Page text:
Coming Full Circle

USD alumnus Benjamin Flores standing with fellow WWII soldiers


Benjamin Flores’ class ring has great stories to tell: about Flores, who lost it shortly before deploying to Vietnam; about its moment on the arm of a Miss Universe contestant; about the time it spent buried in the sands of Florida; and less dramatically, about the decades it waited, tucked in the jewelry box of a man who spotted it during a walk on the beach, and about its round trip back to its Torero nearly a half century later.

The tale begins with Flores (pictured above, standing at right), one of 10 children, whose dad recommended the San Diego College for Men to his son in 1960, just six years after it opened, because it was touted as the “Notre Dame of the West.”

“My dad didn’t care what it took, he wanted all of his kids to go to Catholic universities,” says Flores ’64. “I worked hard washing dishes at night for the Colleges for Men and Women.”

During college, Flores helped establish a chapter of Phi Kappa Theta, a Catholic fraternity and was founding president of the International Club. He joined the cheerleading squad and helped name the Toreros when the College for Men mascot changed from the Pioneers in 1961.

Flores served dinner to Charger football players attending training camp at Alcalá Park after moving from Los Angeles to San Diego in 1961. He won oratorical contests and once played Judas so convincingly in a Passion play that he scared his cast mates.

After graduation, Flores was drafted into the military. An officer convinced him to sign up for an additional year, go through officer training and apply for flight school.

Flores, who always dreamed of flying airplanes, joined the Marines and reported to Quantico, Va., in March 1967 for Officer Candidates School.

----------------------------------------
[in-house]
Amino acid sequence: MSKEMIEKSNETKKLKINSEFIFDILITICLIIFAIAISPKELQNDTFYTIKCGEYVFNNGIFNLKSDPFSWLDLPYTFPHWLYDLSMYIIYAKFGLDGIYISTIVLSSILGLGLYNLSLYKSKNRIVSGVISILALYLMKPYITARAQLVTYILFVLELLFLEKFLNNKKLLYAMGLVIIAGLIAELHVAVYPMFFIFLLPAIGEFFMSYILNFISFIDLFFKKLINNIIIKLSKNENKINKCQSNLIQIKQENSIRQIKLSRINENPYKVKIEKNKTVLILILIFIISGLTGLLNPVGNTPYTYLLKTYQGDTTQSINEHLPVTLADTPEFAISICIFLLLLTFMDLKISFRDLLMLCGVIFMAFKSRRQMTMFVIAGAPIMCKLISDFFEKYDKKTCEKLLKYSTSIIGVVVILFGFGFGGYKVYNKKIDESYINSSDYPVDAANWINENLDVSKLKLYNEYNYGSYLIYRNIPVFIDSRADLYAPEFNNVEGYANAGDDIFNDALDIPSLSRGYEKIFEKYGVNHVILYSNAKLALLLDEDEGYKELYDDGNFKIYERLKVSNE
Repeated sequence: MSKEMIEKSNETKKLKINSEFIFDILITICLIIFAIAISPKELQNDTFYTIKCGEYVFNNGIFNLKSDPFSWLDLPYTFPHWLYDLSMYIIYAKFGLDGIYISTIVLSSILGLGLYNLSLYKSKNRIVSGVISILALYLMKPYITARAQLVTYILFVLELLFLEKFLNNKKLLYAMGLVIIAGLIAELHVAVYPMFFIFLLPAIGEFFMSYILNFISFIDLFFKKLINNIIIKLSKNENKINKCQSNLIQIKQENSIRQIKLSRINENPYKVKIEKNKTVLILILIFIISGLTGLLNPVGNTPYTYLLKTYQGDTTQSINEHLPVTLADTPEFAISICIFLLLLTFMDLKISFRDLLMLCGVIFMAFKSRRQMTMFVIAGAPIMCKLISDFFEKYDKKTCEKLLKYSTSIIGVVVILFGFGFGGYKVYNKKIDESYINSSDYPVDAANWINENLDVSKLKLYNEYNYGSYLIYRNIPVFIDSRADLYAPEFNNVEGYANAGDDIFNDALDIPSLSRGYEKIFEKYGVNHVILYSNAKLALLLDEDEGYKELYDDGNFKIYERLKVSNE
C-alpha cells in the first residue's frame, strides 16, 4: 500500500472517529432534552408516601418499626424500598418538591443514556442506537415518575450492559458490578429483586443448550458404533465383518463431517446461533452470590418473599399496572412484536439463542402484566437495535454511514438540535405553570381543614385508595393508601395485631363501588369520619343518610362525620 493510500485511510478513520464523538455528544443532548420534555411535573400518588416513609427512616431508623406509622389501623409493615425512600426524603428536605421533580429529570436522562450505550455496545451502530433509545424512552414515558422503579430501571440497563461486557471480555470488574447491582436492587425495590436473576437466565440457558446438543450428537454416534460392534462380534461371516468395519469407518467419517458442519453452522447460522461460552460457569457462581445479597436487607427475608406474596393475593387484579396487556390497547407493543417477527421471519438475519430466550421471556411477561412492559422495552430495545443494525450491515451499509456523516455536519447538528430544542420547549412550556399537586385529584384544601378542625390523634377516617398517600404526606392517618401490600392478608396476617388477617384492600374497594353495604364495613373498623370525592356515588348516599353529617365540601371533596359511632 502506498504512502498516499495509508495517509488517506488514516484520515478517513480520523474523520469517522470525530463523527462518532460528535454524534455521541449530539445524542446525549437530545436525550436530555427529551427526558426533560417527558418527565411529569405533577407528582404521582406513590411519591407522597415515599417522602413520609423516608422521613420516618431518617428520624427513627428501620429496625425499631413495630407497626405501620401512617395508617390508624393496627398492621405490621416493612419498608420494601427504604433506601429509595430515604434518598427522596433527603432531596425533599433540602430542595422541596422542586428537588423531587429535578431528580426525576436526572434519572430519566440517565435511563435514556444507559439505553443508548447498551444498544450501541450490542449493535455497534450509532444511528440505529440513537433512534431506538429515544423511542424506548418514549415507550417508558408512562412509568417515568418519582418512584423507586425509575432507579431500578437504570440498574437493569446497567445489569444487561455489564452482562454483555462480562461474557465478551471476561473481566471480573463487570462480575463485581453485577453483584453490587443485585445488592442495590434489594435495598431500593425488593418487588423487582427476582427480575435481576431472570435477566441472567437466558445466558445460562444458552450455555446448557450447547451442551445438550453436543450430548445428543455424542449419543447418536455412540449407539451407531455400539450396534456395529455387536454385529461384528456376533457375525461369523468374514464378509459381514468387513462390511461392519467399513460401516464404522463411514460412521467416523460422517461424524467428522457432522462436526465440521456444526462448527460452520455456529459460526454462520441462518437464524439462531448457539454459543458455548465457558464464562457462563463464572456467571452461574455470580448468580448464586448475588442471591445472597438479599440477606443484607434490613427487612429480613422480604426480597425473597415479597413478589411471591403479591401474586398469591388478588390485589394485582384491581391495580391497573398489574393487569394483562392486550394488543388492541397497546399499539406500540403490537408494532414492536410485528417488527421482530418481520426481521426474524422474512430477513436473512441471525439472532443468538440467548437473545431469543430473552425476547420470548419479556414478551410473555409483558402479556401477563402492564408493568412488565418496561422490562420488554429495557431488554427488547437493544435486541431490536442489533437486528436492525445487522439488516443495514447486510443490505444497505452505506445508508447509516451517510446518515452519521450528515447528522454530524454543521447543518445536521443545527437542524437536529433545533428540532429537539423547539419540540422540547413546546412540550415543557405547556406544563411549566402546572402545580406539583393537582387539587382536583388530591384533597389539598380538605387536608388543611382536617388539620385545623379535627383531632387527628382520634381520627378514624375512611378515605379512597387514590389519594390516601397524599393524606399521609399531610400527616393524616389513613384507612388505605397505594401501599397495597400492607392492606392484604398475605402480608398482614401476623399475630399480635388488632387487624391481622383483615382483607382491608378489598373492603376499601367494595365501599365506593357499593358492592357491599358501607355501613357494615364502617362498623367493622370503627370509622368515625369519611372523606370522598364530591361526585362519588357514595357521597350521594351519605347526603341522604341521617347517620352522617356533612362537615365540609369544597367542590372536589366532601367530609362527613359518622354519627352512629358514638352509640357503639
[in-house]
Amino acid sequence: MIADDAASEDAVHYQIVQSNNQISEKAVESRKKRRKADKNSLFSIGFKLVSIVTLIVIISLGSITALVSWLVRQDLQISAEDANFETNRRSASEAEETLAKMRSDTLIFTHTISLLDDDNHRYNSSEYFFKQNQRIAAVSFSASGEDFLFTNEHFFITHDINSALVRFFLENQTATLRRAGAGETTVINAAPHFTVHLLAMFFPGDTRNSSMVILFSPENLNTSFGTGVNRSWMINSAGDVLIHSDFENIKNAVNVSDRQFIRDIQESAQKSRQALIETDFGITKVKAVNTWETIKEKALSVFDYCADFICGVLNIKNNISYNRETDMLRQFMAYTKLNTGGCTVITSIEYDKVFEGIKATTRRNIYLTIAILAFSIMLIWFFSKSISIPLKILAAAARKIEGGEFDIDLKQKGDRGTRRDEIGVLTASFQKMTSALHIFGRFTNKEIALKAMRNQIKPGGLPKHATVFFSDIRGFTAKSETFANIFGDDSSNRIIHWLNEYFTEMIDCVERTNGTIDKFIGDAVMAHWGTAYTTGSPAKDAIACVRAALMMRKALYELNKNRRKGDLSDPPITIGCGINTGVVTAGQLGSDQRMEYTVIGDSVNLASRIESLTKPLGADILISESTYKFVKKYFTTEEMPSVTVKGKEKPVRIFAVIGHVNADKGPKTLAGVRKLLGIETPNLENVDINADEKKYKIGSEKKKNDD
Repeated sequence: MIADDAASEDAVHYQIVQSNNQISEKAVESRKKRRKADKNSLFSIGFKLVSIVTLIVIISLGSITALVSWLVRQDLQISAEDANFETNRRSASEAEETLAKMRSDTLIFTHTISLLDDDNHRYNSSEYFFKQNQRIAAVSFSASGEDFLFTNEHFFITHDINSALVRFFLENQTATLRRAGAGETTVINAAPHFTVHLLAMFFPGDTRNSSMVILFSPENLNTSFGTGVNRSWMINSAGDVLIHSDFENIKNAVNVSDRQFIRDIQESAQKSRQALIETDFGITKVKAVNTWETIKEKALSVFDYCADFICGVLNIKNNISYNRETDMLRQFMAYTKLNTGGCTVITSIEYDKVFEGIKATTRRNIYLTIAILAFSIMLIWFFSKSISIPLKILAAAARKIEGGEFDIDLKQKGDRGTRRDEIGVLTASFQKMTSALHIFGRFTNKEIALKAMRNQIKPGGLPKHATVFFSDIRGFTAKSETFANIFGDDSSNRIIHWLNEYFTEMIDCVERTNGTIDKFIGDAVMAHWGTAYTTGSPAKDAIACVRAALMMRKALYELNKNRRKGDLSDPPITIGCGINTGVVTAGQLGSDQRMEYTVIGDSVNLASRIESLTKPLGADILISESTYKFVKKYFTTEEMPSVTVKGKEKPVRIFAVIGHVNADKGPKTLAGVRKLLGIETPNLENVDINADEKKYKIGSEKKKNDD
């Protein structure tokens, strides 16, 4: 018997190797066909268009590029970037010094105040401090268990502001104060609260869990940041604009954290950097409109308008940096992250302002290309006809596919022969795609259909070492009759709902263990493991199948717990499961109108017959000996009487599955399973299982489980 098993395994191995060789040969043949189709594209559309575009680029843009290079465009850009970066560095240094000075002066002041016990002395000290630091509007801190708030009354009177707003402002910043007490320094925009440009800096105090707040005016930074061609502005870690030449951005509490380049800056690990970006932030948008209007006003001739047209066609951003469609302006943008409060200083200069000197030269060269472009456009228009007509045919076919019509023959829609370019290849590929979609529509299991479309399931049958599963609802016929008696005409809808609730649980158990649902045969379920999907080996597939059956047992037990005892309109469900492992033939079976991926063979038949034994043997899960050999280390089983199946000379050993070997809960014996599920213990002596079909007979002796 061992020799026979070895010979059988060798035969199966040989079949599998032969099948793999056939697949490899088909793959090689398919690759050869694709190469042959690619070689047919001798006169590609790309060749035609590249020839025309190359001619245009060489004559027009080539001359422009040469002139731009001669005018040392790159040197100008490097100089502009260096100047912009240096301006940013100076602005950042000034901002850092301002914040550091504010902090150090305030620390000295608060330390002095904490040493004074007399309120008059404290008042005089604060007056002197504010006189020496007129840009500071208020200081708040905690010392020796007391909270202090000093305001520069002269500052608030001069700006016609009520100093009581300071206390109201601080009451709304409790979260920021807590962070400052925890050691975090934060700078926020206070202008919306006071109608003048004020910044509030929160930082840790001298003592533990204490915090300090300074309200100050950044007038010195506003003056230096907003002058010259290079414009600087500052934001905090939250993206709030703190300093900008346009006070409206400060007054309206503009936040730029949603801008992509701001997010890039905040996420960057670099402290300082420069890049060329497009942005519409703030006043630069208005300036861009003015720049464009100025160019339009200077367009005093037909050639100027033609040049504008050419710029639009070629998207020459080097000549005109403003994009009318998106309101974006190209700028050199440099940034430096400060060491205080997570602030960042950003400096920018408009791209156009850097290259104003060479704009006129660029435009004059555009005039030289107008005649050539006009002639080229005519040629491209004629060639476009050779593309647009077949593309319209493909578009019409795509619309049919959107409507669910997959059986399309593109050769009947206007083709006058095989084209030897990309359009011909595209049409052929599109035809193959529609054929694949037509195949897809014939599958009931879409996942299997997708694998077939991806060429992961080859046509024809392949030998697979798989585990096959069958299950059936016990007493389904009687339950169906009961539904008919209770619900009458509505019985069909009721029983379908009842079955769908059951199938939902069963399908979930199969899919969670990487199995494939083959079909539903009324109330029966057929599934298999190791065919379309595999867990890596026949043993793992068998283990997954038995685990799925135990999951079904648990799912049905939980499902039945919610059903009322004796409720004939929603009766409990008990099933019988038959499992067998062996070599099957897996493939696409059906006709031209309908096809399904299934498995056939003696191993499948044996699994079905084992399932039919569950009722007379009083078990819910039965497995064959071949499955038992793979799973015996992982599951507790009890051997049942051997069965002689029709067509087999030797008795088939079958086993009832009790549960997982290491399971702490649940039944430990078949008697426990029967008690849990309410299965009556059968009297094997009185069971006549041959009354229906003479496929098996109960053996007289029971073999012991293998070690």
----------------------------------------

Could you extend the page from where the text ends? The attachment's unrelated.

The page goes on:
That July, after graduating as an officer, Flores drove to Pensacola, Fla., for flight school. The day he arrived, Flores chatted with a captain over drinks and a game of dice. It turned out that the captain was charged with choosing escorts for the Miss Universe pageant, which was about to be held in Miami. When the day came, with his USD class ring on his finger, Flores took the arm of Miss Colombia for a nerve-wracking walk down a long flight of stairs and a waltz in the spotlight.

Later that summer, Flores lost the ring. He doesn’t know when or where, but remembers spending time at the Tiki Bar. It was near there that Bob and Donna Hoffbauer found it two years later, peeking out of the sand.

It was now the summer of 1969 and Flores was at California’s El Toro Air Station training on the F-4 Phantom II, a supersonic jet with a top speed of just over Mach 2.2 — more than twice the speed of sound.

He would go on to fly more than 100 combat missions in Vietnam, including two where he nearly lost his life — once when his 53,000-pound aircraft came slamming back down on the runway just seconds after takeoff, and another time after crash landing when he was forced to abort a mission because of failed hydraulics and make an emergency trip over the South China Sea to dump 12,500-pound bombs that were armed and about to explode.

“Ultimately, everything in my life happened through mercy and the grace of God,” Flores says. “He gave me these talents and opportunities. He was there to protect me and allowed me to live. I give God all the glory.”

Fast-forward to March 2013. Bob Hoffbauer passed away. The class ring was given to his grandson. The boy’s mother, Rachel Hoffbauer, made the call to USD that ultimately reunited Flores with his ring. “My in-laws tried to find the owner, but back then there was no Internet and it was practically impossible,” says Hoffbauer. “It sat in that jewelry box for 46 years waiting to be reunited with Benjamin.”

Flores was shocked when he heard from Hoffbauer.

“I was flabbergasted,” says Flores, who now lives on California’s central coast. “So much has happened since I lost it, but it still looks brand new. It brings back so many fond memories and I’ll always treasure it. I believe this all happened for a reason. Nothing is accidental. God is sovereign, he allowed that ring to be lost, to be found again and to come back to me at the exact right time in my life.” — Krystn Shrieve

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